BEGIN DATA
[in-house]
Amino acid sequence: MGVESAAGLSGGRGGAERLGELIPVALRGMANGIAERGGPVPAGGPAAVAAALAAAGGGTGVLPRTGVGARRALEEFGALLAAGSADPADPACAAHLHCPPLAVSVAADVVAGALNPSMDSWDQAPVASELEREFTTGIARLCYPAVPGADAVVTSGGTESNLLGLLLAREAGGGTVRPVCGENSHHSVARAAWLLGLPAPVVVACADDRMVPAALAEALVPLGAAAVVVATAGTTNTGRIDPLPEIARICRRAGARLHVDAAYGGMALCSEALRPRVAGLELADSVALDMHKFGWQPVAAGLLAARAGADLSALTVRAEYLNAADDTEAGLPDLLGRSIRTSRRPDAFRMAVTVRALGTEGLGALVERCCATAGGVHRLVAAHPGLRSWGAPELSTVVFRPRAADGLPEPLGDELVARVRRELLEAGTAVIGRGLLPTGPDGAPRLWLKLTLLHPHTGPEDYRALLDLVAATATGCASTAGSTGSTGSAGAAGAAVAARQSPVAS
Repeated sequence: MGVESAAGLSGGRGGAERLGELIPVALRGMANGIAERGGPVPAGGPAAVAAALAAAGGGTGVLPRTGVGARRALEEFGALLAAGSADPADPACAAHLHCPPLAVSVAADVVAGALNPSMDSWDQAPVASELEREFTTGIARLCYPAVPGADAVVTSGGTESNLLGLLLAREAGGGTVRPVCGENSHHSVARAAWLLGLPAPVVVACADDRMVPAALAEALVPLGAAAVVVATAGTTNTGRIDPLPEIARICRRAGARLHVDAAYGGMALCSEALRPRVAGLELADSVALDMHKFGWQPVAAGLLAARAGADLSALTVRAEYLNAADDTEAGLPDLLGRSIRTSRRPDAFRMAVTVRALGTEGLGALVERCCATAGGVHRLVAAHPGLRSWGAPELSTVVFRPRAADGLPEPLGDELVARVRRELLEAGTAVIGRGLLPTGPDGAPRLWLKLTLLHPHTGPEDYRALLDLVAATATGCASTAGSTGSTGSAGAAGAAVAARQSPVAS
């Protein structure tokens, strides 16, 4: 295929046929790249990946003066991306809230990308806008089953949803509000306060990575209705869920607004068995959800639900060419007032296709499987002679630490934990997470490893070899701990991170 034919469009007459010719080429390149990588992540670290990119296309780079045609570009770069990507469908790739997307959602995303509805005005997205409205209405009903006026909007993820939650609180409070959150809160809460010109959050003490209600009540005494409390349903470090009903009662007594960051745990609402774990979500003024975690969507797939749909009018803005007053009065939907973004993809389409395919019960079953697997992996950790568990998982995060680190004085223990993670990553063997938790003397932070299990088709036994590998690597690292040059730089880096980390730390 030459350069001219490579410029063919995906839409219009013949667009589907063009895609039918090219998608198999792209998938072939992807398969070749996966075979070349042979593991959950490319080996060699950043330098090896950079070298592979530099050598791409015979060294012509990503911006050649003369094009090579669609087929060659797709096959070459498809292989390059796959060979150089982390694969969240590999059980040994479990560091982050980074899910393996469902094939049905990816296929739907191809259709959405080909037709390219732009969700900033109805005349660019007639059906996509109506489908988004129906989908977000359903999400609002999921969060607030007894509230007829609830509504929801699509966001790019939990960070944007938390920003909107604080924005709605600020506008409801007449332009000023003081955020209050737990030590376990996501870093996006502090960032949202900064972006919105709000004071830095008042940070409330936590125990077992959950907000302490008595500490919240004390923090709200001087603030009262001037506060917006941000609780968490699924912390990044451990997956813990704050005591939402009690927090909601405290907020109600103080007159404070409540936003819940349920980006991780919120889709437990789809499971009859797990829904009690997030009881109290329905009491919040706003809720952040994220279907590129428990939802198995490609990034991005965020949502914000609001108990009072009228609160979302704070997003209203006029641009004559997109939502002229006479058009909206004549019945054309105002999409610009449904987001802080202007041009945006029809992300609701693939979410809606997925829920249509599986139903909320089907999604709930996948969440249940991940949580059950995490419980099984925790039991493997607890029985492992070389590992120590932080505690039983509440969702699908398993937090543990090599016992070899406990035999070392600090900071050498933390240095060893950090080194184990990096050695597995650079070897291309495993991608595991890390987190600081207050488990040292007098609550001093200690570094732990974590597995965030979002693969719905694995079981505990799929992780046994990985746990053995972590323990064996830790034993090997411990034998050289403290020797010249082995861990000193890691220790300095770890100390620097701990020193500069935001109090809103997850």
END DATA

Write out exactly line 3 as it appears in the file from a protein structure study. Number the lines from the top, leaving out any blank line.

Repeated sequence: MGVESAAGLSGGRGGAERLGELIPVALRGMANGIAERGGPVPAGGPAAVAAALAAAGGGTGVLPRTGVGARRALEEFGALLAAGSADPADPACAAHLHCPPLAVSVAADVVAGALNPSMDSWDQAPVASELEREFTTGIARLCYPAVPGADAVVTSGGTESNLLGLLLAREAGGGTVRPVCGENSHHSVARAAWLLGLPAPVVVACADDRMVPAALAEALVPLGAAAVVVATAGTTNTGRIDPLPEIARICRRAGARLHVDAAYGGMALCSEALRPRVAGLELADSVALDMHKFGWQPVAAGLLAARAGADLSALTVRAEYLNAADDTEAGLPDLLGRSIRTSRRPDAFRMAVTVRALGTEGLGALVERCCATAGGVHRLVAAHPGLRSWGAPELSTVVFRPRAADGLPEPLGDELVARVRRELLEAGTAVIGRGLLPTGPDGAPRLWLKLTLLHPHTGPEDYRALLDLVAATATGCASTAGSTGSTGSAGAAGAAVAARQSPVAS